June 17, 1927
Liverpool F.C.’s annual general was a sudden inspiration. I have had no opportunity of dealing with the matter until now, but make no apology for pointing out to you that the directors filed into the Law Association Rooms pulpit like a grand jury, and within ten minutes they had left, leaving behind them nothing but footprints in the sands of time.
They were a happy family, and Mr. Thomas Crompton, the chairman, told his 26 hearers the possibilities and hopes for next season. A shareholder asked what about a centre-half, and was told that not only a centre-half, but in other directions the club was moving, but they wanted the price to be right, and they wanted the player to be likewise.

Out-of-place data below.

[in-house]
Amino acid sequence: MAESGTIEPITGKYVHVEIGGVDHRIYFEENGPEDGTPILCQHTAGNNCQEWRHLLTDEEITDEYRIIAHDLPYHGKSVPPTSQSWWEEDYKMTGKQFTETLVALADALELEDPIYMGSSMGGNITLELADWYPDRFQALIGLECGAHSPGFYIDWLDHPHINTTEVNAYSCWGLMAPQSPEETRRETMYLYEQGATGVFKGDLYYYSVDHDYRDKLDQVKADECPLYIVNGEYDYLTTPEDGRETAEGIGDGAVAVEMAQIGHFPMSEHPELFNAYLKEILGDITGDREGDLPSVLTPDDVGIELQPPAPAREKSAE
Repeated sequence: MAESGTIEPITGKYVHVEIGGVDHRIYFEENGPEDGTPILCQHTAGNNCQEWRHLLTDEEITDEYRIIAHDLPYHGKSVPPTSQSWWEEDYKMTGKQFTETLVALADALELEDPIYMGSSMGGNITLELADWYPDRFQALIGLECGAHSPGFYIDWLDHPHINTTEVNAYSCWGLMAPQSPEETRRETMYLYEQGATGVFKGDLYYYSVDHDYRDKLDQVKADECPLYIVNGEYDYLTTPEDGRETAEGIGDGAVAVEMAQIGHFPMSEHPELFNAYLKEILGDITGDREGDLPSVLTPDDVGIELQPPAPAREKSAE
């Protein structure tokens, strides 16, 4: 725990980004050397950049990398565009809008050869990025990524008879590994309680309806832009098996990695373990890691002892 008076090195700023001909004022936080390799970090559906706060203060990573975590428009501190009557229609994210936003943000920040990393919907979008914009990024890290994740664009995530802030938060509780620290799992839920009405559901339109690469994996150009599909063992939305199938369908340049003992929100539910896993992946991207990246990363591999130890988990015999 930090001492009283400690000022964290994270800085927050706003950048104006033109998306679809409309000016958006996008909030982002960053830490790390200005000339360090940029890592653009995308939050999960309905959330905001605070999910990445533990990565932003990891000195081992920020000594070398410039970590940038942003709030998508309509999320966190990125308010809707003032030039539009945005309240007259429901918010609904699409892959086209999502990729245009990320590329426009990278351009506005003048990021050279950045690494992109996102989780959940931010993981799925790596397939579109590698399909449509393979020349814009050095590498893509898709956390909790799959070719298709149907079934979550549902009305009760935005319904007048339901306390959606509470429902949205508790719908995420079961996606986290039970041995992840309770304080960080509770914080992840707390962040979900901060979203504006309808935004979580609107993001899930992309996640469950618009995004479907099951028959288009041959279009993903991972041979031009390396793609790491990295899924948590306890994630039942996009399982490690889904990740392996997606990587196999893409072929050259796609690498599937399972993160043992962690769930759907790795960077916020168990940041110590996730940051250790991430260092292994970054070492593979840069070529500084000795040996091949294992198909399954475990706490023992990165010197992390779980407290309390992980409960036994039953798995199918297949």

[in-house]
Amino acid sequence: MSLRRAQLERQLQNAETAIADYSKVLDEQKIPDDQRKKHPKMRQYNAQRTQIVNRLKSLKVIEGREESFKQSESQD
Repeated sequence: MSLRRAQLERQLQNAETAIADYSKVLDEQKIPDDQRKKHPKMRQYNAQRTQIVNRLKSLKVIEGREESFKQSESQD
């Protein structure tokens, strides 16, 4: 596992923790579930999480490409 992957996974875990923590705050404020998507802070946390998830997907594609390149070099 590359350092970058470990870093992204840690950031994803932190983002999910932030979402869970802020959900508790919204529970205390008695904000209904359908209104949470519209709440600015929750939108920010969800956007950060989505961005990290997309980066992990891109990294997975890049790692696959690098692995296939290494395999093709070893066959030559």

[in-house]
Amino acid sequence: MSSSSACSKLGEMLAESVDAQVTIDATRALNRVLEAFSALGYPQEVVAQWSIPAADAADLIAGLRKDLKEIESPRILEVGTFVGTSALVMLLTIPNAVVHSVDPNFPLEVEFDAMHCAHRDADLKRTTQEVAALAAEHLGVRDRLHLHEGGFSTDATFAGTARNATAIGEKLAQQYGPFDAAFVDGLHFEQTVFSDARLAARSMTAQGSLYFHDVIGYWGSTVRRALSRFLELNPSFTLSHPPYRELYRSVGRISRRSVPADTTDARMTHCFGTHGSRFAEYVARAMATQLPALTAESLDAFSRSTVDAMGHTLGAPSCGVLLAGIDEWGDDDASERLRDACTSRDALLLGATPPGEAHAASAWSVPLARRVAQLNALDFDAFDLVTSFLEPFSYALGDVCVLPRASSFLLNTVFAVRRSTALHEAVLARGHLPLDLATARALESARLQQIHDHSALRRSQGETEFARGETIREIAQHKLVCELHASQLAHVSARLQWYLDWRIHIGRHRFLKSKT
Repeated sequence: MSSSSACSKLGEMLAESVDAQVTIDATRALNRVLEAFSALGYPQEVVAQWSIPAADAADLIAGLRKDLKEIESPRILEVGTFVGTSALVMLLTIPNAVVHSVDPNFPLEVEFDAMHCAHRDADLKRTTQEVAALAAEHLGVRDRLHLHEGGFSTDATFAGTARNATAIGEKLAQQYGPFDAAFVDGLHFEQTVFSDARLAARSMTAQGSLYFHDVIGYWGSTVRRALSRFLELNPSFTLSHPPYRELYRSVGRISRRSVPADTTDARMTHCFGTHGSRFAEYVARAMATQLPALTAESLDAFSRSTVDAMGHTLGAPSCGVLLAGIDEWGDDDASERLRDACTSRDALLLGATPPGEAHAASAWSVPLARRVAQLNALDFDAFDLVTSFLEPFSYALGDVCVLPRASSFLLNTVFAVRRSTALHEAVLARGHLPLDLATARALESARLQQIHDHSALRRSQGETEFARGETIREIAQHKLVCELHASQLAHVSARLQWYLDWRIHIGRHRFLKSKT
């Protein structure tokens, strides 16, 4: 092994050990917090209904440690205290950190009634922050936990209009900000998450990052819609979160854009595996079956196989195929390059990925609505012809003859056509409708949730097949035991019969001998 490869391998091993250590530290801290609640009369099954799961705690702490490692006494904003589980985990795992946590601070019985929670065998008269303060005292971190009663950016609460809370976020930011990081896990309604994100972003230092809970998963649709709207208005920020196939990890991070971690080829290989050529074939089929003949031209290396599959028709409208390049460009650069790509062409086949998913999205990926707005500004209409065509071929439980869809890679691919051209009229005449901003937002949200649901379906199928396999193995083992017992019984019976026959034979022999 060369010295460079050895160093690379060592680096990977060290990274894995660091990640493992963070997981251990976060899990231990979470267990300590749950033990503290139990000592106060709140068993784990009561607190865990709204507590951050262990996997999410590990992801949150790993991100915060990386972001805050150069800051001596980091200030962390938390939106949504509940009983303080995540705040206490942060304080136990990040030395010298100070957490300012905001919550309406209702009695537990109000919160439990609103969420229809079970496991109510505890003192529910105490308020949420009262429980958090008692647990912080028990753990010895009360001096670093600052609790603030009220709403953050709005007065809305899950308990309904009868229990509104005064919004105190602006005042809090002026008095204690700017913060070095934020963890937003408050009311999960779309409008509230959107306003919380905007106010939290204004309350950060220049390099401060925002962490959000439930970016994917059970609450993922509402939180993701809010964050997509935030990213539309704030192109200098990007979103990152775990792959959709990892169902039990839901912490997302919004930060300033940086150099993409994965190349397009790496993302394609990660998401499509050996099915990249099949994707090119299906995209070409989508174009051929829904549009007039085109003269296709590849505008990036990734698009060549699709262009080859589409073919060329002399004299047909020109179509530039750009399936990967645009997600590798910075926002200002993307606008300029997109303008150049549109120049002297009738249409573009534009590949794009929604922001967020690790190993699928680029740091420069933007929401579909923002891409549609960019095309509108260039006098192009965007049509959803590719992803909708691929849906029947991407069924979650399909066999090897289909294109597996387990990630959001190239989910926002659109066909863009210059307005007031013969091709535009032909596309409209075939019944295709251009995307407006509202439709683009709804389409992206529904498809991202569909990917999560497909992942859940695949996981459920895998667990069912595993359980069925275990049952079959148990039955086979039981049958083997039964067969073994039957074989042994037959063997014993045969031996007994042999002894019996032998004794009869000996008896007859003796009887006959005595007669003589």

The retiring directors, Messrs. William Harvey Webb, Walter Henry Cartwright, and Albert Edward Berry had to opposition, and this the meeting ended as it started, in harmony.
Liverpool have a happy knack of making friends, and it is no surprise to me that they had sprung another surprise upon one of their number. The man chosen was cheery William Robert Williams, otherwise Mr. Billy Williams, and the club had shown its pleasure at his twenty-four years of service by presenting him with a wine and smoking cabinet. His only senior on the board in length of service is the member for Prestatyn, Mr. John Asbury.
Mr. Williams was chairman of the club during its double championship period, and for a generation he has lent his aid unsparingly. Long may he live to chase the wee ball over the Childwall links or bowl Preston “Both Ends” to defeat; and smoke the weed his Cabinet provides.
(Source: Liverpool Echo: June 21, 1927)